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Inhibition of mitochondrial function by metformin increases glucose uptake, glycolysis and GDF-15 release from intestinal cells

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Yang, Ming 
Darwish, Tamana 
Larraufie, Pierre 
Rimmington, Debra 
Cimino, Irene 


Abstract: Even though metformin is widely used to treat type2 diabetes, reducing glycaemia and body weight, the mechanisms of action are still elusive. Recent studies have identified the gastrointestinal tract as an important site of action. Here we used intestinal organoids to explore the effects of metformin on intestinal cell physiology. Bulk RNA-sequencing analysis identified changes in hexose metabolism pathways, particularly glycolytic genes. Metformin increased expression of Slc2a1 (GLUT1), decreased expression of Slc2a2 (GLUT2) and Slc5a1 (SGLT1) whilst increasing GLUT-dependent glucose uptake and glycolytic rate as observed by live cell imaging of genetically encoded metabolite sensors and measurement of oxygen consumption and extracellular acidification rates. Metformin caused mitochondrial dysfunction and metformin’s effects on 2D-cultures were phenocopied by treatment with rotenone and antimycin-A, including upregulation of GDF15 expression, previously linked to metformin dependent weight loss. Gene expression changes elicited by metformin were replicated in 3D apical-out organoids and distal small intestines of metformin treated mice. We conclude that metformin affects glucose uptake, glycolysis and GDF-15 secretion, likely downstream of the observed mitochondrial dysfunction. This may explain the effects of metformin on intestinal glucose utilisation and food balance.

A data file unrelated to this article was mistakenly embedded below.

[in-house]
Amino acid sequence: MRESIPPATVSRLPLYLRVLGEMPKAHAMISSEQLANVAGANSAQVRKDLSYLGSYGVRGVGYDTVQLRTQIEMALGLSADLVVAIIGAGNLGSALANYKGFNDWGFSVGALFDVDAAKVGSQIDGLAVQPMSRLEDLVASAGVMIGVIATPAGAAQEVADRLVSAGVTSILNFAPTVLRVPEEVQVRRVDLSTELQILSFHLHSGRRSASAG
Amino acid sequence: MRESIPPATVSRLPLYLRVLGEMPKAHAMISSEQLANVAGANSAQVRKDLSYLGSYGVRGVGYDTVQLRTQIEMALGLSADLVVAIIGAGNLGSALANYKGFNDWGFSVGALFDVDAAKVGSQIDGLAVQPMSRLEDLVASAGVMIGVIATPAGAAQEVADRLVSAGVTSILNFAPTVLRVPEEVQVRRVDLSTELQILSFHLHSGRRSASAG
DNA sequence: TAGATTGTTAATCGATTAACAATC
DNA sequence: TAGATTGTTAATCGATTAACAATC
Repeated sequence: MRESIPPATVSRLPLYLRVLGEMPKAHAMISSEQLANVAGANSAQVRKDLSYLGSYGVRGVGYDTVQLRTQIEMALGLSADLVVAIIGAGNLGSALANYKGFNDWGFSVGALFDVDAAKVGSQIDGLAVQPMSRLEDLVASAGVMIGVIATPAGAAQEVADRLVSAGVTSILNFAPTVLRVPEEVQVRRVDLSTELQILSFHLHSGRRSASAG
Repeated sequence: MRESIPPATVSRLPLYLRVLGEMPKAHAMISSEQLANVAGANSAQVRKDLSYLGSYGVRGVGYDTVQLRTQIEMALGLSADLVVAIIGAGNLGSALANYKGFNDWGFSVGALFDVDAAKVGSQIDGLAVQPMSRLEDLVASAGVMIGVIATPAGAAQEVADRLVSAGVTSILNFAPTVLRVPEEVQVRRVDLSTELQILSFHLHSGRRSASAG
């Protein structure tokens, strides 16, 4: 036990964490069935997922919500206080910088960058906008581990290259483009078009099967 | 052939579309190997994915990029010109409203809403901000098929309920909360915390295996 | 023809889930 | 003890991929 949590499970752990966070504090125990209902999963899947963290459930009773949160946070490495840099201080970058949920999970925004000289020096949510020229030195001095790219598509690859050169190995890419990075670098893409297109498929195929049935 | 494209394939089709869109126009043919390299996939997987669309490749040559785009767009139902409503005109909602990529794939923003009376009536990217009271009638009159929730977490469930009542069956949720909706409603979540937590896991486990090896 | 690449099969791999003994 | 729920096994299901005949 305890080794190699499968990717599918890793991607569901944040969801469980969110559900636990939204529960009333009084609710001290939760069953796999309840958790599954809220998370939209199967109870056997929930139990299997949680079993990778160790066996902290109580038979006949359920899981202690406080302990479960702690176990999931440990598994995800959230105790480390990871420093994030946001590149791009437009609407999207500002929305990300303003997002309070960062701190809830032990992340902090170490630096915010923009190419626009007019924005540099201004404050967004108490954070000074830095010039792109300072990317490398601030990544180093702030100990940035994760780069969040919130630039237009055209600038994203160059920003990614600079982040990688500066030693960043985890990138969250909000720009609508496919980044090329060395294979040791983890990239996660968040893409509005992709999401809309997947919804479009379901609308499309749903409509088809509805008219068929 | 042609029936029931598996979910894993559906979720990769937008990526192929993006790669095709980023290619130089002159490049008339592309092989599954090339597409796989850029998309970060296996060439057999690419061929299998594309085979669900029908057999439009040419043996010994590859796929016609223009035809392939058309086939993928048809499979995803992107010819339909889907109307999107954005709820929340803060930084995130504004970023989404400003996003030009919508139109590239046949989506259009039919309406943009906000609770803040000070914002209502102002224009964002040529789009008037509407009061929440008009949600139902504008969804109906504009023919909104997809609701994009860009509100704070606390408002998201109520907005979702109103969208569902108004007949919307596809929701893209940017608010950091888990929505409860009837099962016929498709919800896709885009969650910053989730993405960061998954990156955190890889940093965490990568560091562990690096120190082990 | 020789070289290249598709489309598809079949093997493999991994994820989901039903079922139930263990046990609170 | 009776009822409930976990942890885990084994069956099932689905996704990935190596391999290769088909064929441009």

Funder: BBSRC


Article, /631/80, /631/443, /692/163, /692/4020, /692/308, /692/4017, article

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Scientific Reports

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Nature Publishing Group UK
Wellcome Trust (106263/Z/14/Z, 106262/Z/14/Z, 100574/Z/12/Z)
MRC (MRC_MC_UU_12012/3, MRC_MC_UU_12012/5, MC_UU_00014/1)